Spain publishes guidance for low value contracts

Spain’s current public procurement law imposes strong transparency requirements for most contracts below the financial thresholds, restricting the use of non-transparent procedures to contracts value at below €15,000 (services) or €40,000 (works) only. My take is that overall this is a positive step and one that I regret Portugal not following.

That does not mean the move is painless or without difficulties. To clarify the requirements and operational implications of the move, Spain’s Procurement Regulator Body (something Portugal should have copied too…) published its first ever binding guidance specifically on Art 118 of the Spanish Public Contracts Law.

The guidance makes a very restrictive interpretation of the grounds enabling the use of the non-transparent procedure, from the requirements (deemed as cumulative) to the potential loopholes of contract splitting or recurrent yearly contracts with the exact same object. Julio Gonzales has a few extra comments (in Spanish) on the Global Politics and Law blog.

Public Contracts Regulations 2015 - Regulation 32

Regulation 32 - Negotiated procedure without prior publication

In the previous legal regime the negotiated procedure was divided into procedures with or without publication. The old negotiated procedure with publication has been effectively upgraded to competitive procedure with negotiation we analysed in Regulation 29. In Regulation 32 we can find the rules regulating the negotiated procedure without prior publication instead.

As argued by Albert earlier today, Regulation 32 transposes Directive 2014/24/EU Article 32 by reshuffling the paragraph or section order but without really changing the content significantly. This procedure is still an exceptional procedure, to be used only in the specific circumstances set for by Regulation 32, and the whole draft emphasises this exceptional nature. Personally, I think that the grounds for use should have been included in Regulation 26 and do not understand neither the cross-reference of Article 26(6) to Article 32, nor the idea of including most but not all grounds for use in Regulation 26. For consistency sake, it would have been preferable for all grounds for use for all procedures to be in the same place (Regulation 26/Article 26) or with each procedure.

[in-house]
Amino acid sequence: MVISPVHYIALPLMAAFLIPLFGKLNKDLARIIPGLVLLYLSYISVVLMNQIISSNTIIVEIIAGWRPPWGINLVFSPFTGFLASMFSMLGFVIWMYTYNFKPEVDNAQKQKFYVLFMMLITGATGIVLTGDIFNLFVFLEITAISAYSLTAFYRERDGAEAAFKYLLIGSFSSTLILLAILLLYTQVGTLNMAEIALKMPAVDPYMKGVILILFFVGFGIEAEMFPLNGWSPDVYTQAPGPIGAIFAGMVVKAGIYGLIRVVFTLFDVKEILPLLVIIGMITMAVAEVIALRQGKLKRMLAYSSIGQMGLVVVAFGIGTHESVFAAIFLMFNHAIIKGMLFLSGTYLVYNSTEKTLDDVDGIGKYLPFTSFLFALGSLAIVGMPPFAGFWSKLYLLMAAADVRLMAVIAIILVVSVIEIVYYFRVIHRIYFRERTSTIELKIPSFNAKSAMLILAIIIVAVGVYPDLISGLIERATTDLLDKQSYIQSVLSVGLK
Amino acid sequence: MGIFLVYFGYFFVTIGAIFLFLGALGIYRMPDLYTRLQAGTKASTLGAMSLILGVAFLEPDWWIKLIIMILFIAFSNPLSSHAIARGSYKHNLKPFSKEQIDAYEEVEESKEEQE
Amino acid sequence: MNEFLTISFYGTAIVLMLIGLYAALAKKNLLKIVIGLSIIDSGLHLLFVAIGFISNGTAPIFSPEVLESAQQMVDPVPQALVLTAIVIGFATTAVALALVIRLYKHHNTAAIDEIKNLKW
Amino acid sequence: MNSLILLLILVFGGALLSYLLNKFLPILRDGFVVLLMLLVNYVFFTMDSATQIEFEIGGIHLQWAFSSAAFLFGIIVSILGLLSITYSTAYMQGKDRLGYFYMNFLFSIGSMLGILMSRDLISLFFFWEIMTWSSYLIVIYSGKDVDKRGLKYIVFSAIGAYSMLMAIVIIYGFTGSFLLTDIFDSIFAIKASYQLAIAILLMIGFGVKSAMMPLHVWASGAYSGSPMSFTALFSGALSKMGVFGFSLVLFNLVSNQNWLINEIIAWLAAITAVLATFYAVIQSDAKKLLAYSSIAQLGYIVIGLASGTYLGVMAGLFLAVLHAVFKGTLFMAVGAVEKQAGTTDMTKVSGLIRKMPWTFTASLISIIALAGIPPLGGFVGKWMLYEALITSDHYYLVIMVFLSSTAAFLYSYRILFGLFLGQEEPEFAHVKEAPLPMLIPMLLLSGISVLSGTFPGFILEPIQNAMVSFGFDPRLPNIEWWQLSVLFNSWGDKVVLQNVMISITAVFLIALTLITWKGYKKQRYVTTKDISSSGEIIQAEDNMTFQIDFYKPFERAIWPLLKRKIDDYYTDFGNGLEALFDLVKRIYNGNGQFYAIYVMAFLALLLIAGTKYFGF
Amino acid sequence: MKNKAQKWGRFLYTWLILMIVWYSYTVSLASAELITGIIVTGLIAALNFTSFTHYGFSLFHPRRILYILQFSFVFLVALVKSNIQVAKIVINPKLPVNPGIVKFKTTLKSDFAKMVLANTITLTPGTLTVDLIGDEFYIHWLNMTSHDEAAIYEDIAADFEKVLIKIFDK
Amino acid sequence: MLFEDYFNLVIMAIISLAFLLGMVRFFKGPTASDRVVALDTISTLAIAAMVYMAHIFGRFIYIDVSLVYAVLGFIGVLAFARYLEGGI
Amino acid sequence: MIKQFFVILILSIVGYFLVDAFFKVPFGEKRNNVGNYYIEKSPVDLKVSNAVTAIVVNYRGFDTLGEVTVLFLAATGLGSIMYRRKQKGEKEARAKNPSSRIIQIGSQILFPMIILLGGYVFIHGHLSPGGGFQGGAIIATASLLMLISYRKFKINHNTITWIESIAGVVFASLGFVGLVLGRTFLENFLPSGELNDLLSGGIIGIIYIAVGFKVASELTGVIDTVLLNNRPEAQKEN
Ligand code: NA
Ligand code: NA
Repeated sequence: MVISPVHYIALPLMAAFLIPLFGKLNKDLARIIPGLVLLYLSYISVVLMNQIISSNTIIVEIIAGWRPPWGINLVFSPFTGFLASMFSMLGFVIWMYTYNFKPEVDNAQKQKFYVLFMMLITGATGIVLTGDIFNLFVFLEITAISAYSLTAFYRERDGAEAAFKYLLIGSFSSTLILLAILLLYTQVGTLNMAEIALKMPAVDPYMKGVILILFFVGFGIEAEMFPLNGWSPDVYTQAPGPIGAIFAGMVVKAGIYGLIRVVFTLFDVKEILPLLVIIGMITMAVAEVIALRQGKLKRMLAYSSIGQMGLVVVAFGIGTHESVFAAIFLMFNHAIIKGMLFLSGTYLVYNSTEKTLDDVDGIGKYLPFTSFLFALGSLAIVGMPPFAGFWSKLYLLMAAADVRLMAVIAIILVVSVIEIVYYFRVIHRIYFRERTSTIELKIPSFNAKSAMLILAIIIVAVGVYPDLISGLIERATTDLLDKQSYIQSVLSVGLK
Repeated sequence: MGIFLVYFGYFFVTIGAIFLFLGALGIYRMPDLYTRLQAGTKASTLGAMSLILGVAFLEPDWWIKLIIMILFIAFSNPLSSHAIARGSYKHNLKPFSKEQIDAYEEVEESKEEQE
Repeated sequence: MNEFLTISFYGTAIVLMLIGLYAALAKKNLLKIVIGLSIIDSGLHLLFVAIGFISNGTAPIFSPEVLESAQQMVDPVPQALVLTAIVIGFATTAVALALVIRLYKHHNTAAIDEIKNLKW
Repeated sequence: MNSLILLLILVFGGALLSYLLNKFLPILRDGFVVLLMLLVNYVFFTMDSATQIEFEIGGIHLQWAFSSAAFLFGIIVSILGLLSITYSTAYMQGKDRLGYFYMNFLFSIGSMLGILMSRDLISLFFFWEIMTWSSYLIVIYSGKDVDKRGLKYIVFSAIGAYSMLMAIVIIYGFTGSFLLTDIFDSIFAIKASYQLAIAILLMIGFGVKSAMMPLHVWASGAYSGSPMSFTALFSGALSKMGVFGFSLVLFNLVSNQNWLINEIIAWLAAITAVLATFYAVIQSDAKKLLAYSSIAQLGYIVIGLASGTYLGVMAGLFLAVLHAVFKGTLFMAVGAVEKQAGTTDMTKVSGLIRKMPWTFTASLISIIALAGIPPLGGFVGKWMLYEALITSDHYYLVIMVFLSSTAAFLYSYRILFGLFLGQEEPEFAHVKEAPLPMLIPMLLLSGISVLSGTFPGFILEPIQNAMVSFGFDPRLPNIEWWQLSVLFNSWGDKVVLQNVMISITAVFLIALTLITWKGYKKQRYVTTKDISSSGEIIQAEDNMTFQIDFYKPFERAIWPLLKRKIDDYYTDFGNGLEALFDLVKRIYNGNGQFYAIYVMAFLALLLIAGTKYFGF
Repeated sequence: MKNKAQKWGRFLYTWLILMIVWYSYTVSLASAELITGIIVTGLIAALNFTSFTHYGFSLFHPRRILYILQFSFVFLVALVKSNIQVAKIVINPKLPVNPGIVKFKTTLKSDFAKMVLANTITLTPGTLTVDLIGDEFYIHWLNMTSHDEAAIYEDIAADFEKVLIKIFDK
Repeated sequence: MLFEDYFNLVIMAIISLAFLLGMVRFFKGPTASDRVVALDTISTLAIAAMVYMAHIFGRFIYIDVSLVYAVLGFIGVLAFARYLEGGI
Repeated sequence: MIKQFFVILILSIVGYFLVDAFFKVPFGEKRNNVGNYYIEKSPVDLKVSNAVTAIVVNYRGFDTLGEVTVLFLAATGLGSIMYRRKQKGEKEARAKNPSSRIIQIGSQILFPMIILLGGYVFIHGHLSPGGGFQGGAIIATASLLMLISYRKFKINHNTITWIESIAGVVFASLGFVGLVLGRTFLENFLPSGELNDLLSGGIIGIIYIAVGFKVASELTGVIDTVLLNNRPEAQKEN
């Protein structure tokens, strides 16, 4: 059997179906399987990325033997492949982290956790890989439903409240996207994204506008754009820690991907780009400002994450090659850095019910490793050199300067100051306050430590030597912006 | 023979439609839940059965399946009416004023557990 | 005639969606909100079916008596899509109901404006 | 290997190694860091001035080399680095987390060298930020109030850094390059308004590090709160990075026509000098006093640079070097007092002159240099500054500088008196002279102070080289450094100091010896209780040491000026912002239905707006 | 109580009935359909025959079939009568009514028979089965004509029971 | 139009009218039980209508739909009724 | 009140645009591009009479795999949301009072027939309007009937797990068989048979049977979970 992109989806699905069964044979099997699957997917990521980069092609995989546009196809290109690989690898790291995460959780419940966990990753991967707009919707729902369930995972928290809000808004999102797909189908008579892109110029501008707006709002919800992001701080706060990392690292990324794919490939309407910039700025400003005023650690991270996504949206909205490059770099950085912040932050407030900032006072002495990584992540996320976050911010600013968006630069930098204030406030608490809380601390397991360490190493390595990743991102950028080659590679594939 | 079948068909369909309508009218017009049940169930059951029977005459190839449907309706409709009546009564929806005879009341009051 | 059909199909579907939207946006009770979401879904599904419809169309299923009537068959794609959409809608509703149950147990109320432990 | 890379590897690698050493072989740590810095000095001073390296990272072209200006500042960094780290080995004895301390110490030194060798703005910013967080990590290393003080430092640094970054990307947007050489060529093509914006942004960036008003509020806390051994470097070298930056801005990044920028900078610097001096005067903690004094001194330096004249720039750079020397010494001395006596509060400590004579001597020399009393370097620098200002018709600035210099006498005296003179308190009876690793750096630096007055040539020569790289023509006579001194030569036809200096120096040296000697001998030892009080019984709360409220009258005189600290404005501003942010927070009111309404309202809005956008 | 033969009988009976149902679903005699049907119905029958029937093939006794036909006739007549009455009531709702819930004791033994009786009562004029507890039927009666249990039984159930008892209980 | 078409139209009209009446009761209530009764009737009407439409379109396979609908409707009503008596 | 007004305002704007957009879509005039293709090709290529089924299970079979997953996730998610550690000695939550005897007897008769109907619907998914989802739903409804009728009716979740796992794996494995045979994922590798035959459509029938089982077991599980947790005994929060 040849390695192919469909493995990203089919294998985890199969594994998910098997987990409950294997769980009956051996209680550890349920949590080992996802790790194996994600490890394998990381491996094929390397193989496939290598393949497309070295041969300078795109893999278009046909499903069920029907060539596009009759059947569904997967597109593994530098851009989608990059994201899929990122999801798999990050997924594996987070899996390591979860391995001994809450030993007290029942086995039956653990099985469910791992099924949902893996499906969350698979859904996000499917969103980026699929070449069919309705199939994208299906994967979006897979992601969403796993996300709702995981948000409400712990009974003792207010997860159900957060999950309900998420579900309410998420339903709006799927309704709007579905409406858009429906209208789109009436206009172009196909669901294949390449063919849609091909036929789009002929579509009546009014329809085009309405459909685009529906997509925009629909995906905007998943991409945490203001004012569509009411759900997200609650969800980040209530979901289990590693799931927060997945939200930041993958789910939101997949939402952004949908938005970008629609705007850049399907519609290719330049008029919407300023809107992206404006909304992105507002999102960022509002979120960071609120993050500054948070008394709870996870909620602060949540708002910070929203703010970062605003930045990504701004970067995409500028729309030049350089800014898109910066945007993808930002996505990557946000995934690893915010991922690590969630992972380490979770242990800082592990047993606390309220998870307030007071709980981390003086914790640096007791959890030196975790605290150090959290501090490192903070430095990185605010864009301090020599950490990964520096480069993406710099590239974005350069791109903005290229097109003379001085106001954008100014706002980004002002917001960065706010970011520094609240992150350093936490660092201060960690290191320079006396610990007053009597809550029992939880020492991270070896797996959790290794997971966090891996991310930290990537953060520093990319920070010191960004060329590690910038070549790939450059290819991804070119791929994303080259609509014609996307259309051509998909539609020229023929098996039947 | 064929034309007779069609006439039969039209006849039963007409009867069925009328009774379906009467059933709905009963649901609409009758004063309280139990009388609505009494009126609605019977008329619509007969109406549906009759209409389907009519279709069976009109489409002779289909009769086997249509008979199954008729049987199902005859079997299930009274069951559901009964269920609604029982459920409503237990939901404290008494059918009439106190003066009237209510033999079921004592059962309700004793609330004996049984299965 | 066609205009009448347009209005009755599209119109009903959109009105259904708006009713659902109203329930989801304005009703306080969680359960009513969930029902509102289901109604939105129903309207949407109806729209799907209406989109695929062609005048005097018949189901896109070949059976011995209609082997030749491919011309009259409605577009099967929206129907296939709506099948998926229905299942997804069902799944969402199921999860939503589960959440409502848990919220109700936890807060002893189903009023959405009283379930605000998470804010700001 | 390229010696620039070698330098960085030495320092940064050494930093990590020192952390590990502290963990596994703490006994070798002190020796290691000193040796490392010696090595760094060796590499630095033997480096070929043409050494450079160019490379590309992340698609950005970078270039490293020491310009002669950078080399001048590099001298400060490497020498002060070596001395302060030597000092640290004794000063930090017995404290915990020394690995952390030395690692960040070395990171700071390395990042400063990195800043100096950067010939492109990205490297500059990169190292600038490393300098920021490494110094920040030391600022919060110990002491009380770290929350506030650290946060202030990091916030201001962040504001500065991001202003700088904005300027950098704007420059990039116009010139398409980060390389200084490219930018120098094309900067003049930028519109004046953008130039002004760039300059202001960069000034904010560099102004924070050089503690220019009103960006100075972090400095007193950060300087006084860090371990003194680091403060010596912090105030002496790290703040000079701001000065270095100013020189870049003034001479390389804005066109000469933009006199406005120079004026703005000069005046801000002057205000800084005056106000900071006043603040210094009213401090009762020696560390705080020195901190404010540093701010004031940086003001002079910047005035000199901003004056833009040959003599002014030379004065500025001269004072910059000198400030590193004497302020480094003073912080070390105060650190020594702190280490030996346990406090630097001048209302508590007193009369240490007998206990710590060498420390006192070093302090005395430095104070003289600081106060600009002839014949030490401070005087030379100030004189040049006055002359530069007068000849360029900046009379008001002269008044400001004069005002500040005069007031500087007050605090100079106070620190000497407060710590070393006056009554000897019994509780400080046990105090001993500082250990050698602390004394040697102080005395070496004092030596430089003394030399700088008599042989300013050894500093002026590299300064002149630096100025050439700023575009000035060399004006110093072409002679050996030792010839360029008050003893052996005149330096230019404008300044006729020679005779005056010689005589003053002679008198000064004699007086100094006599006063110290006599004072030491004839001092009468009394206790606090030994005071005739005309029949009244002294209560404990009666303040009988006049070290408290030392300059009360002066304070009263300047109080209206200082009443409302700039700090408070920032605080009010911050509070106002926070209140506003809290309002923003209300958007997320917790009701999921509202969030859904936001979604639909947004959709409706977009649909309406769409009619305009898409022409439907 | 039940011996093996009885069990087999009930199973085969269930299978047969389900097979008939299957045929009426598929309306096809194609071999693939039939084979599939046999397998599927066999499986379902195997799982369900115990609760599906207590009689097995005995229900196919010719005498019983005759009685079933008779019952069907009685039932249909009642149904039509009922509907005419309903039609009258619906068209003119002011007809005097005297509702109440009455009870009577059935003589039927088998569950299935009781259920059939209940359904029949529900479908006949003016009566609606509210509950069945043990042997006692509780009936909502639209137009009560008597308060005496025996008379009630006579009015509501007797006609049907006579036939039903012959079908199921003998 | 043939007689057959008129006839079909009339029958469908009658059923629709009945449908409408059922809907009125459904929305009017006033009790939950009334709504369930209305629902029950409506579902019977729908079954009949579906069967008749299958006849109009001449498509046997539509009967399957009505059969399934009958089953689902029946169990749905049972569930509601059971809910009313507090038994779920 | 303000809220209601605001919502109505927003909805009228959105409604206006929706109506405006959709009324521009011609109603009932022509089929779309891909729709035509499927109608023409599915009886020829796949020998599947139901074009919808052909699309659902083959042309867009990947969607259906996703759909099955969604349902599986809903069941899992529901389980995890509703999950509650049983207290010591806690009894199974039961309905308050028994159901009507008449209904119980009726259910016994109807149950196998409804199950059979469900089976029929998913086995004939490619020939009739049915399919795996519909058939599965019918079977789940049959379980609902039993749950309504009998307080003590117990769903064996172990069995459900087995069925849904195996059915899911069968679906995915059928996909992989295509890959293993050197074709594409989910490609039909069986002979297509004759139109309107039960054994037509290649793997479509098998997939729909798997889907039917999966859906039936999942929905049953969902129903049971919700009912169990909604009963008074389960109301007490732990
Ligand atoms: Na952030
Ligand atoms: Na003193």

In general, the negotiated procedure can be used in case of preceding failure by a more transparent procedure or more substantive grounds: urgency, production of art, lack of competition for technical reasons or protection of intellectual property rights. Except for the first case, all others require a bullet proof justification by the contracting authority that this procedure needs to be used and not any other. It is tempting for contracting authorities to claim lack of competition or protection of intellectual property rights (particularly if a competitive dialogue or innovation partnership were used successfully in the past), but as Albert cautioned, please check the Fastweb case (C-19/13) for the Court of Justice's view on the use of this procedure.

Sections 5, 7 and 9 extend the grounds for use of the procedure to other situations such as additional deliveries of supplies (maximum of three years), after design contests or additional works and services that are similar to the original one (maximum of three years). They do not provide particular difficulty as they were already included in the 2006 version of the contract regulations albeit they are now much clearer and easier to understand. Regulation 16 of the Public Contracts Regulations 2006 was convoluted to say the least.

How do you run the procedure itself?

Well, that is for contracting authorities to find out by themselves. Regulation 32 contains a grand total of 0 words about running the procedure. Just remember that the principles of transparency, equal treatment and non-discrimination are still applicable.